Asked by Alan
on 3 Dec 2011

Given two vectors A and B, find the index, idx into A of the element of B so that

A(idx)=B.

Now I know there must be many ways it can be done, but is there a one-liner?

For example if

A=[3 4 5 6 7];

B=[6 4 7];

then

[tf,loc]=ismember(A,B);

idx=[1:length(A)];

idx=idx(tf);

idx=idx(loc(tf));

disp(A(idx))

will do it but that is four steps. Is there a more elegant way?

Answer by Sven
on 3 Dec 2011

Edited by MathWorks Support Team
on 9 Nov 2018

Accepted Answer

There are a few options to get the indices you are looking for. The following output indices (idx) preserve the order in A of the shared values:

[sharedvals,idx] = intersect(A,B,’stable’)

You can also use the following command if the order in A is not necessary:

[tf,idx] = ismember(B,A)

Alan
on 3 Dec 2011

That's nice. Two lines is better than four. I hadn't thought of using the index of sort.

Alan
on 3 Dec 2011

I am wondering though if "intersect" and "sort" would be expensive on large arrays.

tc88
on 22 Aug 2016

meanwhile, the functionality of intersect has changed and a one-line solution is also possible using intersect:

[sharedVals,idxsIntoA] = intersect(B,A,'stable')

Be aware that the order of A and B must be changed, since the order of the first argument is retained.

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Answer by Alan
on 3 Dec 2011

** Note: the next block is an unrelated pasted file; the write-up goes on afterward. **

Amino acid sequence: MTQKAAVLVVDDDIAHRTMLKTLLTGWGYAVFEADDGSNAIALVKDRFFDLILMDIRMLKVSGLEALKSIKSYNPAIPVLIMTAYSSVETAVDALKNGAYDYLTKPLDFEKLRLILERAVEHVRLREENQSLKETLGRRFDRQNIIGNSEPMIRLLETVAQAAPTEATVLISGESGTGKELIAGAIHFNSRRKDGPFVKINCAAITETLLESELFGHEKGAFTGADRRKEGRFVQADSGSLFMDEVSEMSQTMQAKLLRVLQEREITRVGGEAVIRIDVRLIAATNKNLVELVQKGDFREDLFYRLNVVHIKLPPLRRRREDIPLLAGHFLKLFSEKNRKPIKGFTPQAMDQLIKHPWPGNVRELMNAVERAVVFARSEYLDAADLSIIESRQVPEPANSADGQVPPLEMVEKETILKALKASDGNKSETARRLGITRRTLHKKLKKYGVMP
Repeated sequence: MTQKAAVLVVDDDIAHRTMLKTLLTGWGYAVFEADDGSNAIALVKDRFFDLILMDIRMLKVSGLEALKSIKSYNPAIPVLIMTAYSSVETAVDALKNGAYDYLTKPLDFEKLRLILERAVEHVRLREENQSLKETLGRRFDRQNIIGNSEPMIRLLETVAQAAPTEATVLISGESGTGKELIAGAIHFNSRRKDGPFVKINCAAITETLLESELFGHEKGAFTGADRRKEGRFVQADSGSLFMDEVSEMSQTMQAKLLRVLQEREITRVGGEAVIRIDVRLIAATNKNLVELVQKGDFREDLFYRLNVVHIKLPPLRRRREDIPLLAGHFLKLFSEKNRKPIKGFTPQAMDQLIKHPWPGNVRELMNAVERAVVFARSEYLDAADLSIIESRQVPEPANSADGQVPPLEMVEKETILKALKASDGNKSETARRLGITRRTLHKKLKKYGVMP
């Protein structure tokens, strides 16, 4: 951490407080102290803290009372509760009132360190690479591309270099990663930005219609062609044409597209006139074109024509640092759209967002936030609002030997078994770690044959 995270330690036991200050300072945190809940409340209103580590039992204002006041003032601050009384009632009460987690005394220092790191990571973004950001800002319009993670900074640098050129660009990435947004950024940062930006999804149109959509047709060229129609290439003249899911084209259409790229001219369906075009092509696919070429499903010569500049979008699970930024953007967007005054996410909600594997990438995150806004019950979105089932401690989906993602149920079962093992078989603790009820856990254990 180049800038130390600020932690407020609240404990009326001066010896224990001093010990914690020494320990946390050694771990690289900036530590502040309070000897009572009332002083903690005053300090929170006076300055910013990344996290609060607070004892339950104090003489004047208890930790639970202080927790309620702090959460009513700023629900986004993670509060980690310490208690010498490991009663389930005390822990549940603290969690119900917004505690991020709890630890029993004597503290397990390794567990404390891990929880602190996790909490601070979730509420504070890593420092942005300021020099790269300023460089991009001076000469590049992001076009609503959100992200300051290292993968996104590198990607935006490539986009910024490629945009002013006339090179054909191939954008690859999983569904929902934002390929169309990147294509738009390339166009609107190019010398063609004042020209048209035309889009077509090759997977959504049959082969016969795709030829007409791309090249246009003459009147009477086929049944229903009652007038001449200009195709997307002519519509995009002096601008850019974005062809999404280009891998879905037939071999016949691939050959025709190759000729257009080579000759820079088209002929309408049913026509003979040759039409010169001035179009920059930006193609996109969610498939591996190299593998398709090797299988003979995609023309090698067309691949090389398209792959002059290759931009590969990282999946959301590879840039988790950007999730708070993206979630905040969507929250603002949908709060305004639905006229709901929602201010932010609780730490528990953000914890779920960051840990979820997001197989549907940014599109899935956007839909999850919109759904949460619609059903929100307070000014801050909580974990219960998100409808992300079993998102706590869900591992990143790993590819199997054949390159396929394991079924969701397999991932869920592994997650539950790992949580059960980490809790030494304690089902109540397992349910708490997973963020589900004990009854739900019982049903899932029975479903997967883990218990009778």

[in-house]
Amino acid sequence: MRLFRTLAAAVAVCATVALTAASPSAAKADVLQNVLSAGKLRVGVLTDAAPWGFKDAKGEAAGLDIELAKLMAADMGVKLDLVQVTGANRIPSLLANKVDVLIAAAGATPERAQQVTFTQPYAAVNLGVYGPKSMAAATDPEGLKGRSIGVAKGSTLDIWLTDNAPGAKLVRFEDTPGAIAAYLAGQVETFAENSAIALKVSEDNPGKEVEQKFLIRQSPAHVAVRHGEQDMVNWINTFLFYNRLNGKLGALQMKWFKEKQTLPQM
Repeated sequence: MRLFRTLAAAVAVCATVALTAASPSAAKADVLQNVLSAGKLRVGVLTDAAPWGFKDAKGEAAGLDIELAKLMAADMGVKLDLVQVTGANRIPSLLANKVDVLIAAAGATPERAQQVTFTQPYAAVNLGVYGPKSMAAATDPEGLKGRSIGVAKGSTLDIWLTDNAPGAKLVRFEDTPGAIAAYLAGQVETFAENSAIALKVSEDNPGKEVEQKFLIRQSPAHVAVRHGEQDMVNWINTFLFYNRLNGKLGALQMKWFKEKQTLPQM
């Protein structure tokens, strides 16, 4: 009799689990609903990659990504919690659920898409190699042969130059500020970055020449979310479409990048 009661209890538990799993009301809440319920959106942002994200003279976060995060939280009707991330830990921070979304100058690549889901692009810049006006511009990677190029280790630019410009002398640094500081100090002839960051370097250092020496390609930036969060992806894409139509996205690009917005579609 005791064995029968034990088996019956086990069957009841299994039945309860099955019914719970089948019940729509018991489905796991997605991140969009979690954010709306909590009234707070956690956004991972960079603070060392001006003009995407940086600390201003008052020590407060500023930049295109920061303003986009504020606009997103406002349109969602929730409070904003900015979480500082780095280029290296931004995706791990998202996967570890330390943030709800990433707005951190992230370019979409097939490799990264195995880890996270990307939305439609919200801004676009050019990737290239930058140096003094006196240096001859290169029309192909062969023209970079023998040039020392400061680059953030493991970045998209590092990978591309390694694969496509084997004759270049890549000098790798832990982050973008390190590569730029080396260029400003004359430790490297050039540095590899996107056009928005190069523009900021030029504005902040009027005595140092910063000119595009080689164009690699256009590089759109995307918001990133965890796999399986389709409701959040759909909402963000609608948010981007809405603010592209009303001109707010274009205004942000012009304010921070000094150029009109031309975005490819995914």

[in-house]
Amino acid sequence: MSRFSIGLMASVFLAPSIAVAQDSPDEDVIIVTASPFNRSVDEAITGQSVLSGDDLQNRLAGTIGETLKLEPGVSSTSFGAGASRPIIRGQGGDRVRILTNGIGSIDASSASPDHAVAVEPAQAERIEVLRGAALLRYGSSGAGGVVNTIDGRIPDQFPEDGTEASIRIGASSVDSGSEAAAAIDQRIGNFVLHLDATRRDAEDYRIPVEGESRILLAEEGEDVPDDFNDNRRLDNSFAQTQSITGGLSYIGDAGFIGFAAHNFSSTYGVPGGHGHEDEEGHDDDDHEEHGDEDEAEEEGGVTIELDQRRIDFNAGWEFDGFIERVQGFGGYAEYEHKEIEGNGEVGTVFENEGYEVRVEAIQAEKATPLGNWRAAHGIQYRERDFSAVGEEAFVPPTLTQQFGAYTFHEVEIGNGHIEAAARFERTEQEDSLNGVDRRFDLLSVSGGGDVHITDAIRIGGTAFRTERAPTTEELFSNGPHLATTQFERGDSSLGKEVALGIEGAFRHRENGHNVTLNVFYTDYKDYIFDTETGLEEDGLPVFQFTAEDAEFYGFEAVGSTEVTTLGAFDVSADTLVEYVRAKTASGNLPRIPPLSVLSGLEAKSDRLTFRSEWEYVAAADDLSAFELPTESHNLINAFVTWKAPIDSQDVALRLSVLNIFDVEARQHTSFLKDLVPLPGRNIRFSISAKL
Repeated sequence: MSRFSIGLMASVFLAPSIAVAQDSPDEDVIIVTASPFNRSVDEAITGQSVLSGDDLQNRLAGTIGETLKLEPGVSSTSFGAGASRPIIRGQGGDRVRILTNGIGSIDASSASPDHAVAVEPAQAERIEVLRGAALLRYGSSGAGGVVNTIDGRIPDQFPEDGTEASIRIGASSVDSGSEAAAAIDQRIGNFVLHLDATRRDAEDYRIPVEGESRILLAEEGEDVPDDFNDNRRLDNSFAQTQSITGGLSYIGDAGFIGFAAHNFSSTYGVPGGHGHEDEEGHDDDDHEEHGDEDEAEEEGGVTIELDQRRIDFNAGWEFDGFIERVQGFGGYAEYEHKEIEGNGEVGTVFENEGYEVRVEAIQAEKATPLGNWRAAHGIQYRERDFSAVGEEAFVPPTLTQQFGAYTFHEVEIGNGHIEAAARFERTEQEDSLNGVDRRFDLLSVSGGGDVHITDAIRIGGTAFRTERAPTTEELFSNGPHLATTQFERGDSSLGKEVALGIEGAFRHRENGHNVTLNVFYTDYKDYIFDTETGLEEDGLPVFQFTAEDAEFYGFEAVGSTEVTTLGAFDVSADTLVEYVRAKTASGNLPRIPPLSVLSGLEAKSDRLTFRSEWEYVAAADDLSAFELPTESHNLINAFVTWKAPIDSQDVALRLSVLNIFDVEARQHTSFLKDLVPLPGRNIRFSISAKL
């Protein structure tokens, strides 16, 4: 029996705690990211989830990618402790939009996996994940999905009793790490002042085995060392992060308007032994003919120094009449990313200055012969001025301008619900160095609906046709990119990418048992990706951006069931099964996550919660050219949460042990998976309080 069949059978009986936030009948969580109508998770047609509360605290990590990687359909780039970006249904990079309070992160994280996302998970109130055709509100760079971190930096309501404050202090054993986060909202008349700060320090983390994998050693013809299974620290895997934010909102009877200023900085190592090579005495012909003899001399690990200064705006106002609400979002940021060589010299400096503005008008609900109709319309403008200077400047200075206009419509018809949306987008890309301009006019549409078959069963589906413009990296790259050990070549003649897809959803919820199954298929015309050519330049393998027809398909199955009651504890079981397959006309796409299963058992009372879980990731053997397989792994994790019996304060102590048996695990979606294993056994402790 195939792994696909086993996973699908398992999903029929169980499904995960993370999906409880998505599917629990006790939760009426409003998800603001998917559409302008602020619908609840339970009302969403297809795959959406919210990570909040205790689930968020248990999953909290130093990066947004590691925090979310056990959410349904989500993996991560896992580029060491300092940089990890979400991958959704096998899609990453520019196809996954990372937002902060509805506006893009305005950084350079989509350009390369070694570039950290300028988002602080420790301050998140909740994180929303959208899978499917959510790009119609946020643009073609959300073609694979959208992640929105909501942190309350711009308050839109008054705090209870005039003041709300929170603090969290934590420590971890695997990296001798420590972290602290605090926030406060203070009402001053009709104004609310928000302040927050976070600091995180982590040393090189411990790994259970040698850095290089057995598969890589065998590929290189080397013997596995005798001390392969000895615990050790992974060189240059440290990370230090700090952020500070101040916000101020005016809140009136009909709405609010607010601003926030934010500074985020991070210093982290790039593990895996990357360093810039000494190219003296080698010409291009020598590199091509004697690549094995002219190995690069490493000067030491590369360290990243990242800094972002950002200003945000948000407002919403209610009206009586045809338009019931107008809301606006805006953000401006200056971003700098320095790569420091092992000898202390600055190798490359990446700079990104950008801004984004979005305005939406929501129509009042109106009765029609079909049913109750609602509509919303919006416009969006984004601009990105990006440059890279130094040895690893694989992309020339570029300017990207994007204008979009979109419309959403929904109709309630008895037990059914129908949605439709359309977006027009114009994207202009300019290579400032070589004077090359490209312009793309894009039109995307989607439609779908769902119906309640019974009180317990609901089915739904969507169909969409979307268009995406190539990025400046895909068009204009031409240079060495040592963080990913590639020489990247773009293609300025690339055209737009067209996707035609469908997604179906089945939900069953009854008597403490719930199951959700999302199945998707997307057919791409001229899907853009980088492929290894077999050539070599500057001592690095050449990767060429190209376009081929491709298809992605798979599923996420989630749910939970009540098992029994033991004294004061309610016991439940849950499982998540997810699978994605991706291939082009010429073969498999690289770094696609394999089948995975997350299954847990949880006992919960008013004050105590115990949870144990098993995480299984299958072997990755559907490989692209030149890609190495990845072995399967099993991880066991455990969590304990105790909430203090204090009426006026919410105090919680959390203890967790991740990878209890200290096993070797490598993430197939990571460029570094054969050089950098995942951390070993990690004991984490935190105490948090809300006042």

Thanks for the three solutions. Here is a function to test all three. "method_1" wins as the most elegant and fastest, but the other two taught other useful ways of looking at the problem.

function test_solution

% set up the problem

N=1e6;

% A is a random vector of the integers to N

A=randperm(N);

% B is another vector of integers

B=[ 2 1 4 3 ];

% I'd like to find the indicies of the element of B in A

% such that A(idx)=B;

tic

idx=method_1(A,B);

toc

disp(A(idx));

tic

idx=method_2(A,B);

toc

disp(A(idx));

tic

idx=method_3(A,B);

toc

disp(A(idx));

function idx = method_1(A,B)

idx = arrayfun(@(x)find(A==x,1),B);

function idx = method_2(A,B)

[~,idx1] = intersect(A,B);

[~,idx2] = sort(B);

idx=idx1(idx2);

function idx = method_3(A,B)

[A,idx1] = sort(A);

[~,idx2] = histc(B,A);

idx = idx1(idx2);

Sven
on 4 Dec 2011

Iftikhar Ali
on 18 Oct 2015

Method 3 has solved my problem, thanks.

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Answer by Teja Muppirala
on 3 Dec 2011

If A is sorted, then I think this is probably the easiest (and also fastest?) way to do it.

[~,idx] = histc(B,A)

If A is not sorted, then:

[As,s_idx] = sort(A);

[~,tmp] = histc(B,As);

idx = s_idx(tmp)

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Answer by Stephen Politzer-Ahles
on 8 Jul 2014

Edited by Stephen Politzer-Ahles
on 8 Jul 2014

The following should also work for your situation, and just needs one line:

A=[3 4 5 6 7];

B=[6 4 7];

idx = arrayfun( @(x)( find(A==x) ), B );

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Answer by Junhong YE
on 21 Jul 2014

I think find(ismember(A,B)) would do it.

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Answer by Iftikhar Ali
on 18 Oct 2015

I am facing an issue finding indices of element matching in two arrays.

xpts = [0 0.0004 0.0011 0.0018 0.0025 0.003]; x = 0:0.0001:0.003; index1 = find(ismember(x, xpts));

It returns index1 = [1 5 12 26 31]

but there is one more element '0.0018' in x which also belongs xpts, and not including in the answer.

Similarly when I increase the number of points in x, there are few elements that are missed or not recognized by the find command. What's going wrong here.

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